It was only a matter of time before the loophole-infested posting system came under scrutiny, and it appears as if that time is now.
With Japanese pitcher Hisashi Iwakuma and the Oakland A's embroiled in a sticky contract stalemate, the whole process has led to plenty of questions and speculation, but so far no real answers.
"We refused their offer and we hope to hear back from them (the A's)," agent Don Nomura said Tuesday in Sendai, home of the Rakuten Eagles. "We'll wait until the very end (of the signing period)."
To recap, at his request, Rakuten agreed to post Iwakuma, a former 21-game winner and Sawamura Award recipient, to allow their ace a chance to pitch in the major leagues, and to make some money for the club in the process.
Since Iwakuma had yet to acquire his free-agent rights, he was posted, allowing all 30 MLB clubs to make sealed bids in an effort to gain his sole negotiating rights. The team with the highest secret bid, in this case Oakland, then has 30 days to negotiate a contract with the player, and if that fails he returns to his Japanese club for another season and the MLB team gets its posting fee back.
At the moment, the two sides appear to be so far apart on financial terms that Iwakuma is reportedly making plans to spend another season in Sendai, a little surprising considering the 30-day negotiating window won't close until Dec. 7.
A few weeks ago, in a series on the posting system in the IHT/ Asahi, Iwakuma's agent, Nomura, said he could see the day coming when, for the first time, a player would be posted, and then be unable to come to contract terms and have to return to his NPB club.
"That has never happened before and it would be a shame to do so once a player desires to go to MLB," Nomura said.
Talk about the called shot.
Among the many questions out there, at the top of the list would have to be why a low-budget club like the A's, which already has a solid pitching rotation, threw their ballcap into this ring in the first place. The posting fee, reported to be just over $19 million (1.58 billion yen), is enough alone to land a solid player, and that's the outlay required before the unproven--in MLB, at least--player gets paid a cent. Surely the A's were aware of the kind of money Iwakuma and Nomura, who has a reputation for playing hardball at the bargaining table, would be after and what they might eventually settle for.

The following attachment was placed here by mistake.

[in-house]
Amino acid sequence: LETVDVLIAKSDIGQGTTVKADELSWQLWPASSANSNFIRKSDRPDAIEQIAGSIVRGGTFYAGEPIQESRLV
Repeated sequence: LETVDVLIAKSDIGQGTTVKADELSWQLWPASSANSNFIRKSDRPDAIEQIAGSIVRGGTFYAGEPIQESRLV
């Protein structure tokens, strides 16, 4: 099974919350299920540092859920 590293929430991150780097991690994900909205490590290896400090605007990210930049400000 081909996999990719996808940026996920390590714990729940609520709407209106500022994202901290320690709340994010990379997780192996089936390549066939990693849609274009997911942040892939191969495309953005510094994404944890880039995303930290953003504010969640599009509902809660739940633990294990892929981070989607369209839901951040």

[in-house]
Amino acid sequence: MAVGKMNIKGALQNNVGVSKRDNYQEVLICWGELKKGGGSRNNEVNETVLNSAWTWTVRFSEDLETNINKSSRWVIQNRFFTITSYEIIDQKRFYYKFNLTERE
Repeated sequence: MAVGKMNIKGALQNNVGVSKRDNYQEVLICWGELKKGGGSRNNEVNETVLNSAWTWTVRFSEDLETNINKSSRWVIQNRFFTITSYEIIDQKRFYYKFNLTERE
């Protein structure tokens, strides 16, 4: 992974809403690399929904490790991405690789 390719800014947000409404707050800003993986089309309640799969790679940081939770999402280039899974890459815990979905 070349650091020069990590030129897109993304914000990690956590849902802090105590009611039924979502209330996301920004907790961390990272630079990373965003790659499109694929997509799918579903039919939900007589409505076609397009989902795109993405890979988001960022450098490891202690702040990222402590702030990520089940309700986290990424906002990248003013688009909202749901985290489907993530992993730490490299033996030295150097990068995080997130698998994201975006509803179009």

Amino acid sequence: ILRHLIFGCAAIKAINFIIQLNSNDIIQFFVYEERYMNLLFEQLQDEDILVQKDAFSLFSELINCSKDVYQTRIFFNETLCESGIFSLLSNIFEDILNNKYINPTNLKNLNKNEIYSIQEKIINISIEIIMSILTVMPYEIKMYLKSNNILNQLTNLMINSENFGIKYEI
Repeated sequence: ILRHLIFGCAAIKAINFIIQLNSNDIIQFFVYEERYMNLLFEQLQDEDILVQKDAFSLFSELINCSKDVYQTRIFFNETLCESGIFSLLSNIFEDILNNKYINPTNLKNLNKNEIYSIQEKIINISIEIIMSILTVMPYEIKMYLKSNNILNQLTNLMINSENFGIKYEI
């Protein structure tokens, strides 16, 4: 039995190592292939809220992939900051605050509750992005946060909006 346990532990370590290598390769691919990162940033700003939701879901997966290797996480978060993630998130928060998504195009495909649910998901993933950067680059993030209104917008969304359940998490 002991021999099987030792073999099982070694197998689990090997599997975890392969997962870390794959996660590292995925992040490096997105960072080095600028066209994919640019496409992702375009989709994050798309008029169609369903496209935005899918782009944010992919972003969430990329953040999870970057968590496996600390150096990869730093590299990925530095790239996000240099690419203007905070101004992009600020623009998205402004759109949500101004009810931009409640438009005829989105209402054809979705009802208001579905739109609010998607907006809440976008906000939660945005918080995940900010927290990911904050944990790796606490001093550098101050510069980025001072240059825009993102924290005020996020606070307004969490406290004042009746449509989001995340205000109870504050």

Nomura has taken his case public, claiming that Oakland has made what amounts to a take-it-or-leave-it offer of $15.25 million over four years, which works out to roughly the same amount Iwakuma was making annually in NPB ($3.8 million per year). Nomura, meanwhile reportedly opened with a request in the $12 million range annually.
"That's comparable to what the Dodgers are paying (Hiroki) Kuroda," Nomura said.
The A's want the posting fee factored in as part of the overall package, while the Iwakuma camp maintains that money is a separate issue entirely. Nomura says they are willing to negotiate, but the A's response has reportedly been muted so far, apparently feeling the gap is far too wide to bridge.
Nomura said although he was against accepting the current offer, the decision would ultimately rest with Iwakuma, who can become a free agent after one more season here.
It was reported that all four clubs in the American League West Division--the A's, Seattle Mariners, Texas Rangers and Los Angeles Angels--were interested to varying degrees in acquiring Iwakuma. Cynics might suggest Oakland GM Billy Beane had little interest in actually signing the player in the first place. By winning the silent auction then low-balling the player, the A's can prevent the other clubs in the division from bolstering their pitching corps. While that type of move may not cost the club financially, the A's reputation in Japan would certainly take a hit if it emerged that is what transpired, and who knows how much something like that could cost in the long run.
For now, Iwakuma and the Eagles are left twisting in the wind--Iwakuma for obvious reasons and Rakuten as it tries to restock its club with free agents this offseason. The Eagles have already signed Akinori Iwamura, and if they make a play for Hideki Matsui, that extra $19 million posting fee would definitely come in handy.
Of course, negotiating ploys are commonplace in pro sports these days. Agents do--and should--ask for the world, only to settle for a continent or two in the end. (For recent evidence, look no further than the acrimonious Daisuke Matsuzaka-Boston Red Sox negotiations, which went right down to the wire.) Teams generally counter with low-ball offers, and so it goes until a common ground is reached, which means by the time you read this, it could all be settled. If not, expect the posting system to be overhauled sooner rather than later.